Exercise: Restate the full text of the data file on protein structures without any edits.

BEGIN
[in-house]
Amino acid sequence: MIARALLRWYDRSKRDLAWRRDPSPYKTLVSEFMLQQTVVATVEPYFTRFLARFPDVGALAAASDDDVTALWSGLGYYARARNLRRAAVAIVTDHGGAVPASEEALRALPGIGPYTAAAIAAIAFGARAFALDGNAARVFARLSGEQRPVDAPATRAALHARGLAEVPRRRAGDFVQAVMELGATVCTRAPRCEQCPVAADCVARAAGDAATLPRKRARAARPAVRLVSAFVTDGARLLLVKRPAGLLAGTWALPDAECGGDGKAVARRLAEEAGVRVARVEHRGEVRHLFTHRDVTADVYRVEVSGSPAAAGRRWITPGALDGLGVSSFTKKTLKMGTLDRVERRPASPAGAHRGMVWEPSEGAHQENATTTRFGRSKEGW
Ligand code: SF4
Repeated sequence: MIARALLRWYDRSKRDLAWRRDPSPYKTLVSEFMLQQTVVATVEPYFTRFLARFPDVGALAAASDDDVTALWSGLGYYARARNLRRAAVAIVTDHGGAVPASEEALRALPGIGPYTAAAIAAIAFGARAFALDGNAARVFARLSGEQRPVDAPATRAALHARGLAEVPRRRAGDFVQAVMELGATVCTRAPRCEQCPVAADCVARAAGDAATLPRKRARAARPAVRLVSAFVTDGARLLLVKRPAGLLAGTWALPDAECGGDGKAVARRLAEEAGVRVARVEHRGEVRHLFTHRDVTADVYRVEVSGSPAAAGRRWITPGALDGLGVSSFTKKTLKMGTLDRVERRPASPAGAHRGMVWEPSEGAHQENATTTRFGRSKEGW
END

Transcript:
[in-house]
Amino acid sequence: MIARALLRWYDRSKRDLAWRRDPSPYKTLVSEFMLQQTVVATVEPYFTRFLARFPDVGALAAASDDDVTALWSGLGYYARARNLRRAAVAIVTDHGGAVPASEEALRALPGIGPYTAAAIAAIAFGARAFALDGNAARVFARLSGEQRPVDAPATRAALHARGLAEVPRRRAGDFVQAVMELGATVCTRAPRCEQCPVAADCVARAAGDAATLPRKRARAARPAVRLVSAFVTDGARLLLVKRPAGLLAGTWALPDAECGGDGKAVARRLAEEAGVRVARVEHRGEVRHLFTHRDVTADVYRVEVSGSPAAAGRRWITPGALDGLGVSSFTKKTLKMGTLDRVERRPASPAGAHRGMVWEPSEGAHQENATTTRFGRSKEGW
Ligand code: SF4
Repeated sequence: MIARALLRWYDRSKRDLAWRRDPSPYKTLVSEFMLQQTVVATVEPYFTRFLARFPDVGALAAASDDDVTALWSGLGYYARARNLRRAAVAIVTDHGGAVPASEEALRALPGIGPYTAAAIAAIAFGARAFALDGNAARVFARLSGEQRPVDAPATRAALHARGLAEVPRRRAGDFVQAVMELGATVCTRAPRCEQCPVAADCVARAAGDAATLPRKRARAARPAVRLVSAFVTDGARLLLVKRPAGLLAGTWALPDAECGGDGKAVARRLAEEAGVRVARVEHRGEVRHLFTHRDVTADVYRVEVSGSPAAAGRRWITPGALDGLGVSSFTKKTLKMGTLDRVERRPASPAGAHRGMVWEPSEGAHQENATTTRFGRSKEGW